Jo: Yeah. Love it. All right. Okay. So I know that my listeners are going to be wanting to follow you or touch base with you and everything after listening to this. So can you just tell everybody where they can connect with you?
Monica: Yeah. So my Instagram is @monicahayauthor, so M-O-N-I-C-A-H-A-Y author. And then I don’t really have much of a Facebook presence. I admit, my website is just Monicahay.com. My DMs are basically open all the time on Instagram, and you can email me at email@example.com as well.
Jo: That’s cool. And you’ll be opening up your coaching again later on this year.
Monica: Yeah. For anybody listening, if you want to reach out to me, I can open for whoever is listening just let me know that you listen to the podcast and then I’ll be probably opening up sometime this summer.
Jo: Yeah, wonderful. Awesome. Well, thank you so much. It has been such a blast chatting with you and I really hope we can do this again sometime.
Monica: Agreed. I love doing this. Thank you so much.
Jo: Takeaways from today’s episode:
- If you’re an author with ADHD, focus on your strengths. Maybe you have a greater sense of empathy that can help you with character development. Or maybe your ability to shift roles easily helps you wear the many hats that being an author and running an author business requires. So focus on the positives.
- Leave looking at emails or social media until after you’ve written.
- Find ways to limit distractions on your phone or computer. Consider physically locking your phone away during writing time, or use an app like Freedom, Forest or Flora to gamify or focus your productivity.
- Reward yourself for writing milestones. Find rewards that work for you and use them as incentives to get your writing done.
- Break your writing tasks down into small tasks so that you’re getting those dopamine hits from completion more often.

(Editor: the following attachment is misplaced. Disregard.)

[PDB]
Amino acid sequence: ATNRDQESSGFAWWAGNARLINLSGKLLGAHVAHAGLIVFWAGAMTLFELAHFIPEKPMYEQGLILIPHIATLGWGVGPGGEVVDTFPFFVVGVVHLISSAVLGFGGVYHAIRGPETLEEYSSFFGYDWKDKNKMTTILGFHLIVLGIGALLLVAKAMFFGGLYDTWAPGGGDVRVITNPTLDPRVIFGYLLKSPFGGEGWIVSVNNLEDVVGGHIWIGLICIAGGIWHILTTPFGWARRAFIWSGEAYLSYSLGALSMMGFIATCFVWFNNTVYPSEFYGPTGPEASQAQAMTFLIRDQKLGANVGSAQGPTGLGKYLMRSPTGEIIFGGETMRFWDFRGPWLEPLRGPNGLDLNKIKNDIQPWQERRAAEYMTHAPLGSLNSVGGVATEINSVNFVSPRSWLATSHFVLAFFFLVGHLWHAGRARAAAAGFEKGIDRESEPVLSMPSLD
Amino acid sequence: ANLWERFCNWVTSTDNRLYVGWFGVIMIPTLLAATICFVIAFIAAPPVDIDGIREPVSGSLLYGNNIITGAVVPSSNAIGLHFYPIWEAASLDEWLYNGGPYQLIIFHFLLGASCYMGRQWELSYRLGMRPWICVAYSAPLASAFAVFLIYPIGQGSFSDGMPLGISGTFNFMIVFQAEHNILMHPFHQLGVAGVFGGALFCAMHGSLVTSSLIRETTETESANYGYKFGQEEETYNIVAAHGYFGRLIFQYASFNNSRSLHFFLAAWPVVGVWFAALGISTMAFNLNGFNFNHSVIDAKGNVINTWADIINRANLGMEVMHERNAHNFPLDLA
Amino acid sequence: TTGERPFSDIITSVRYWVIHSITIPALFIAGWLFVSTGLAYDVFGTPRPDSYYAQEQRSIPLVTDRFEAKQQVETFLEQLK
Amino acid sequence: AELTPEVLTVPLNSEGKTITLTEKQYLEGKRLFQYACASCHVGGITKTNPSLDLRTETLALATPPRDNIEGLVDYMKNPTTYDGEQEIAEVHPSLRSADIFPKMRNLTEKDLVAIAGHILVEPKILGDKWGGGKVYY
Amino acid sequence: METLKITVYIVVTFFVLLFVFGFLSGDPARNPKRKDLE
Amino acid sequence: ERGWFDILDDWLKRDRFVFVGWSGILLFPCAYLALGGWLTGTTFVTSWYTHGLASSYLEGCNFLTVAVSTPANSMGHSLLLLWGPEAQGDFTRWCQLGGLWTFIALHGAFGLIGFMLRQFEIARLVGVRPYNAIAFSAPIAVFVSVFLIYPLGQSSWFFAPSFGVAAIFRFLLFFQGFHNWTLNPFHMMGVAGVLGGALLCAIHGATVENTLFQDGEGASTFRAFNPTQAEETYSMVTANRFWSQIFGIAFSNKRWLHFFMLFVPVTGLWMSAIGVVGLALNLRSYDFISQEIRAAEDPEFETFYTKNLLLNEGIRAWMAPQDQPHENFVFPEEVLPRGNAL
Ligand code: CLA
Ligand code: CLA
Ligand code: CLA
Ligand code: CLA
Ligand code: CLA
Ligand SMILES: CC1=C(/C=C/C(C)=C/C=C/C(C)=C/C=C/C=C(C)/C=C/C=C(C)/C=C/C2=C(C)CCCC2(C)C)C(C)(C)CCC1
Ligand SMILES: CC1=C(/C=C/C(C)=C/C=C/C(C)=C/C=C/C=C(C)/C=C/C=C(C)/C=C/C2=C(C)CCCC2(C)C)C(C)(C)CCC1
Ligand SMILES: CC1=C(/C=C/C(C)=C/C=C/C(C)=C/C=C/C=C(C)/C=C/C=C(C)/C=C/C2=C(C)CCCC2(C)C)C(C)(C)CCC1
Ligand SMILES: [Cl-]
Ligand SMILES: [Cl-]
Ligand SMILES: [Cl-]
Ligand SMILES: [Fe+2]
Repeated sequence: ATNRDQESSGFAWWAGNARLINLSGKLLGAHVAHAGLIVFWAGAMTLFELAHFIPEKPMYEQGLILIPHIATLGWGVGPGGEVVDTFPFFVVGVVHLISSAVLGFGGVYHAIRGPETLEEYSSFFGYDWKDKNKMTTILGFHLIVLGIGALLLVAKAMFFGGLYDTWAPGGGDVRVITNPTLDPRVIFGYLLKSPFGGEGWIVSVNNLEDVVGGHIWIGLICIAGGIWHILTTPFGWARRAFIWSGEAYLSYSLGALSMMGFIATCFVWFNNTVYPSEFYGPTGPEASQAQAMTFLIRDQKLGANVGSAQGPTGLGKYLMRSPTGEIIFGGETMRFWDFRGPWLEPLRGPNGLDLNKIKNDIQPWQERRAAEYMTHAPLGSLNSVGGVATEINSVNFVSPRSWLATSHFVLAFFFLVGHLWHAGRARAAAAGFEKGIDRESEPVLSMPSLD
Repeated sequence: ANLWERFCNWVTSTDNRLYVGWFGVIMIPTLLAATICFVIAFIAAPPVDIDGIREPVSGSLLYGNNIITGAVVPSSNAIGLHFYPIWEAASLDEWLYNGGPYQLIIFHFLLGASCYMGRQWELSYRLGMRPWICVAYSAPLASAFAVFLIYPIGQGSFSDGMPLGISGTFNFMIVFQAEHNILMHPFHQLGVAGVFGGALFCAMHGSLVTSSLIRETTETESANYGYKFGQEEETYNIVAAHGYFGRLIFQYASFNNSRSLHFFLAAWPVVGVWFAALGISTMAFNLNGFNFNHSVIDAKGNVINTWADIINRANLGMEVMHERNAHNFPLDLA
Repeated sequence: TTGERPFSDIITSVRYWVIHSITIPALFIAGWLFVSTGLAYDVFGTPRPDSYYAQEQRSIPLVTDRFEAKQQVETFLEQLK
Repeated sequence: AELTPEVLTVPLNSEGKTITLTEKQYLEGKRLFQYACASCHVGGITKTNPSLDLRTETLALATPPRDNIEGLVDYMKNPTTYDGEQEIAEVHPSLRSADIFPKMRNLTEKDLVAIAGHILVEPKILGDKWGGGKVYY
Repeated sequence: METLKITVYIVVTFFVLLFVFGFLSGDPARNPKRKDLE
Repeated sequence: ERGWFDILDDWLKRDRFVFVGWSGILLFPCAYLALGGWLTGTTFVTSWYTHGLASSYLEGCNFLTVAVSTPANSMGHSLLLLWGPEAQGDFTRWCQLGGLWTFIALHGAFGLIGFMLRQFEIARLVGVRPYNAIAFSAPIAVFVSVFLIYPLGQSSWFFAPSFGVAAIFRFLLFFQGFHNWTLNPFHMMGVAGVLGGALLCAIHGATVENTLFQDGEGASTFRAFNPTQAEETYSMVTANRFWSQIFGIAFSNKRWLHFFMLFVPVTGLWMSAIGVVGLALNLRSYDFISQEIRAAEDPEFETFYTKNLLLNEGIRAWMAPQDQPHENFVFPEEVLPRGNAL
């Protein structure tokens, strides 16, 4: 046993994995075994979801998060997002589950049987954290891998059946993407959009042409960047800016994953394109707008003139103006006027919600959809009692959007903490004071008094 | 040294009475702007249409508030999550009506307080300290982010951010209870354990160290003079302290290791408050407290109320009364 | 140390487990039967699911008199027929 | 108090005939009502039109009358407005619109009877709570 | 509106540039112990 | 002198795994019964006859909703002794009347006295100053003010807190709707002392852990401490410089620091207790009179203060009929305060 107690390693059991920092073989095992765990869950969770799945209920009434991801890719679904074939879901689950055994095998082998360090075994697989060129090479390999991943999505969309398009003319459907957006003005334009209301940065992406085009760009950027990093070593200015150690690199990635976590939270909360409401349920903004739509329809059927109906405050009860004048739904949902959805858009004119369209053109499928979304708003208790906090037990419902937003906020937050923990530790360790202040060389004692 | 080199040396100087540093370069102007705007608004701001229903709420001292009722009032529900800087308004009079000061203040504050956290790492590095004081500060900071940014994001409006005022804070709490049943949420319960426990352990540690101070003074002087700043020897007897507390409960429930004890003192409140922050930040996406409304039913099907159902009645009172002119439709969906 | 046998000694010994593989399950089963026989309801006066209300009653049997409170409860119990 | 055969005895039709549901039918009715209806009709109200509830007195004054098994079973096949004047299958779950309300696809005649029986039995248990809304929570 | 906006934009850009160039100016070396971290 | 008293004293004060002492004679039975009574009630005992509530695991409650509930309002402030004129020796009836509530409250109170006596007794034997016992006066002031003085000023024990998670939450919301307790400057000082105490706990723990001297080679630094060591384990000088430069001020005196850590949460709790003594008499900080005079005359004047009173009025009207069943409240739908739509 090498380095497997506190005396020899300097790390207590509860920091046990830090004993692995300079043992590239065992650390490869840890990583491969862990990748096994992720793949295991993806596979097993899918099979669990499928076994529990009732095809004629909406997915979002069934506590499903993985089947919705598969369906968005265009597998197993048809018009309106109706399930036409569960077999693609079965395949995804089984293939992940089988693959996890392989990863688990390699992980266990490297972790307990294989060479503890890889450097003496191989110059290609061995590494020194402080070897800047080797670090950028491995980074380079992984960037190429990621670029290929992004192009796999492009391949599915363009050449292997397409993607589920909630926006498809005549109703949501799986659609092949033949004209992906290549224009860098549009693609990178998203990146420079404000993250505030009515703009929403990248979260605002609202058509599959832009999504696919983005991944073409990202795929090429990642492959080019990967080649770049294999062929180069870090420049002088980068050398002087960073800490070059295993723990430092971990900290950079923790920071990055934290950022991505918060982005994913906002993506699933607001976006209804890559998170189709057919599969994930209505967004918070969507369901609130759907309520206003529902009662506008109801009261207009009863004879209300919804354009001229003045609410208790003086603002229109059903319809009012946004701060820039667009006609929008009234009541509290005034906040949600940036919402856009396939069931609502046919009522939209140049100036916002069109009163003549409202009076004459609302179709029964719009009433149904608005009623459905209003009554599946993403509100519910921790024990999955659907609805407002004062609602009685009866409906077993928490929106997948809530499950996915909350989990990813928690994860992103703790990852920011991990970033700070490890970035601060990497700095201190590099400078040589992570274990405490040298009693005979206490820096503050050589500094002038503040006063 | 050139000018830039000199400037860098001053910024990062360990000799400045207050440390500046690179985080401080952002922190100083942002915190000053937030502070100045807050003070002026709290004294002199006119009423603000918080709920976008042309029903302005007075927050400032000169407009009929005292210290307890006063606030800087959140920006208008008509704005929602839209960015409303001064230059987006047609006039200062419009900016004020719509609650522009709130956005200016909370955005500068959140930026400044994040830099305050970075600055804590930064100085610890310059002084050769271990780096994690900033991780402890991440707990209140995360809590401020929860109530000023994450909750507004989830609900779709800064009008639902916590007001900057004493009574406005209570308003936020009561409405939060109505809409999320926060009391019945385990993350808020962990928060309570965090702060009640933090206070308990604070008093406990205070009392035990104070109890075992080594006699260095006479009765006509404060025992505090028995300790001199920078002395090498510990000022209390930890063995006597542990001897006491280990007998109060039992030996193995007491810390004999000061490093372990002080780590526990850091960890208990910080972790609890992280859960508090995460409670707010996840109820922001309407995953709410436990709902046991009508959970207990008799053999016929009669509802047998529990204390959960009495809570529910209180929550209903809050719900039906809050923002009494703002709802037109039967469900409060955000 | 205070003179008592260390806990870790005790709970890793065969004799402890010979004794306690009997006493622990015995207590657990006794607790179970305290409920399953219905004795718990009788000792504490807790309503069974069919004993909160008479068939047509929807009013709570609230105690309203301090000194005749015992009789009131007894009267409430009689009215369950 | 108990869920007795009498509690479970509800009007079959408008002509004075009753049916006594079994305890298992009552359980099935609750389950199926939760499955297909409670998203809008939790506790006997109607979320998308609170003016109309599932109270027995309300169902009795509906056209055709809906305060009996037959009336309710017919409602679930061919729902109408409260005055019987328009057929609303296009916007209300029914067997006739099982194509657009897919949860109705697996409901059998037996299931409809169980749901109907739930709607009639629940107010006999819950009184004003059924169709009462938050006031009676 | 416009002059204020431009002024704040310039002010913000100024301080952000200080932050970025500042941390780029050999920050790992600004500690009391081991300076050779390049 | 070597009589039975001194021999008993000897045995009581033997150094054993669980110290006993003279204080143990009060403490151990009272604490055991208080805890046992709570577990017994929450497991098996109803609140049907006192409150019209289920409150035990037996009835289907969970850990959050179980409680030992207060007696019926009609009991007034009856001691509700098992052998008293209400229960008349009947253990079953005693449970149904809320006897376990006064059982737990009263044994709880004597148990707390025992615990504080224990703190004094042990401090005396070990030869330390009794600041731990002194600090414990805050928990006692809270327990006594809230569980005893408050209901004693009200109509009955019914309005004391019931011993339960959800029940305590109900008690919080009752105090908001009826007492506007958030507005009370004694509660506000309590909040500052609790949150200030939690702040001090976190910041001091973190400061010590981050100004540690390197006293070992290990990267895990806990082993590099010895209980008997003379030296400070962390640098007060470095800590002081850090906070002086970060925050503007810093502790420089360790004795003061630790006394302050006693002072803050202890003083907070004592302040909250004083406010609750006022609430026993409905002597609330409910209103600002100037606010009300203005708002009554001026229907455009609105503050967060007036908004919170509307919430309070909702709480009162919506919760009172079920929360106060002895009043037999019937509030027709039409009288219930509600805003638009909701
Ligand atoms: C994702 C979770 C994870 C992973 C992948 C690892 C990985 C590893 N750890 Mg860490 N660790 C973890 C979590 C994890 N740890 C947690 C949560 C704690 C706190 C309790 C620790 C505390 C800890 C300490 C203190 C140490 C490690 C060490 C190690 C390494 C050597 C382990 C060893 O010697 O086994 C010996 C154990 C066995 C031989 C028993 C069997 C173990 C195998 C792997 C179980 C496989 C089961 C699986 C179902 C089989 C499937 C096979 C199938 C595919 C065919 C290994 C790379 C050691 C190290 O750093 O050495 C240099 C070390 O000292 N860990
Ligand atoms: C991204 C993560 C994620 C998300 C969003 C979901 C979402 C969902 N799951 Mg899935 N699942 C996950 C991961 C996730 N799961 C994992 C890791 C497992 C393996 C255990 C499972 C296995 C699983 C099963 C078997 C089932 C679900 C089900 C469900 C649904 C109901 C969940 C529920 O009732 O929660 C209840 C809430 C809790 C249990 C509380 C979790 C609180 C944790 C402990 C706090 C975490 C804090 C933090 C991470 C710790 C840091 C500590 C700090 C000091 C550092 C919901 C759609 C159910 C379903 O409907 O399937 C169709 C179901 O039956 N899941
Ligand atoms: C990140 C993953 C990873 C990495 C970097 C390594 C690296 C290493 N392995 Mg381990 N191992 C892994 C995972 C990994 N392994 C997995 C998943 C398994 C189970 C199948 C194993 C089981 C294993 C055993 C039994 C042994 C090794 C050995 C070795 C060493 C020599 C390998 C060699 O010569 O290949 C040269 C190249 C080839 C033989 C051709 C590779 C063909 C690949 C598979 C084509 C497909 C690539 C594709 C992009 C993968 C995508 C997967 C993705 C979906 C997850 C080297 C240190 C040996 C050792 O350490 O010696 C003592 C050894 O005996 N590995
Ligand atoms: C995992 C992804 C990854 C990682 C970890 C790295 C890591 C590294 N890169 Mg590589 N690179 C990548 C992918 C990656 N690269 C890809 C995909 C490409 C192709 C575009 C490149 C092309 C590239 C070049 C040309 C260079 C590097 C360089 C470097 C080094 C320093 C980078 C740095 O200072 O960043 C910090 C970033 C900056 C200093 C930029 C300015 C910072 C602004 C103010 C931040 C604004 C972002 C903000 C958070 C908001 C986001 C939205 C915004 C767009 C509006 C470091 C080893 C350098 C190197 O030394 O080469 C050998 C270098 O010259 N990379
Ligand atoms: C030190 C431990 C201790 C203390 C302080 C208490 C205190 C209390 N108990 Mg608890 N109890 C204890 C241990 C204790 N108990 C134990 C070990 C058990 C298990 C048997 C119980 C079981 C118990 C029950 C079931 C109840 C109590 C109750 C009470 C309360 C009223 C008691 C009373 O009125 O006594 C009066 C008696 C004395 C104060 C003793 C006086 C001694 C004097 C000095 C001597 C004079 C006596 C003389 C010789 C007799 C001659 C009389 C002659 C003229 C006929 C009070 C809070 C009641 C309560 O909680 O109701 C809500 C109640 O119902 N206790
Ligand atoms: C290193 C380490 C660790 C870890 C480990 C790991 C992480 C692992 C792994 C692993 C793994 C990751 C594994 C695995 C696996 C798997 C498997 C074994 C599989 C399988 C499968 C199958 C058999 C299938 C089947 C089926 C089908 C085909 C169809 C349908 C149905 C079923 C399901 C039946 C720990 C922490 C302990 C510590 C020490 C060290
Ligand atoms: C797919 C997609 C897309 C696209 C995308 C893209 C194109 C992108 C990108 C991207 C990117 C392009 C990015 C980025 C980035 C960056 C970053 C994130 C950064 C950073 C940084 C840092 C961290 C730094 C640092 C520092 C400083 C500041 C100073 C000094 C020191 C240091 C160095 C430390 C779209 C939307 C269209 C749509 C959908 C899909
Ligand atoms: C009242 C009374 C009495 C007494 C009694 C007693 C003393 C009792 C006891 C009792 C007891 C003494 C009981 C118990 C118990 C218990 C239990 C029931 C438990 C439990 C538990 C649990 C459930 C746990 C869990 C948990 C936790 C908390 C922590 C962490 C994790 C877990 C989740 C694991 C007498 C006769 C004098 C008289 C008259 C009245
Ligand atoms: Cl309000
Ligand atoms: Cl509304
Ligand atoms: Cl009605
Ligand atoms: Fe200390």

- Get excited to write. Consider writing letters to yourself about the scenes you’re excited to write. Create a Spotify playlist for your work in progress, or Pinterest mood or character boards for your story.
- Remember, the key to living lives we love is to have fun, so have fun with your writing.
So as always, I hope you’ve enjoyed this episode. I’ve had so much fun chatting with Monica and sharing all her insights with you. And if you haven’t already, make sure you go back and you listen to the previous episode, Episode 13, where Monica takes a deep dive into using the Law of Attraction to bring you closer to your writing goals.
Ways to connect with Monica and myself will be in the show notes and I would love to hear if you’re a writer with ADHD and what your go to writing hacks are.
If you’ve enjoyed this episode, I’d be super grateful if you’d leave a review or share my podcast with someone else who might benefit from it. I want every writer, every author to know that their words matter, their writing matters, and their dreams are possible. So I hope to inspire them to take the steps to supercharge their writing lives. By rating, reviewing and sharing this podcast, you helped me make that a reality.
I’m wishing you a wonderful week ahead and happy writing.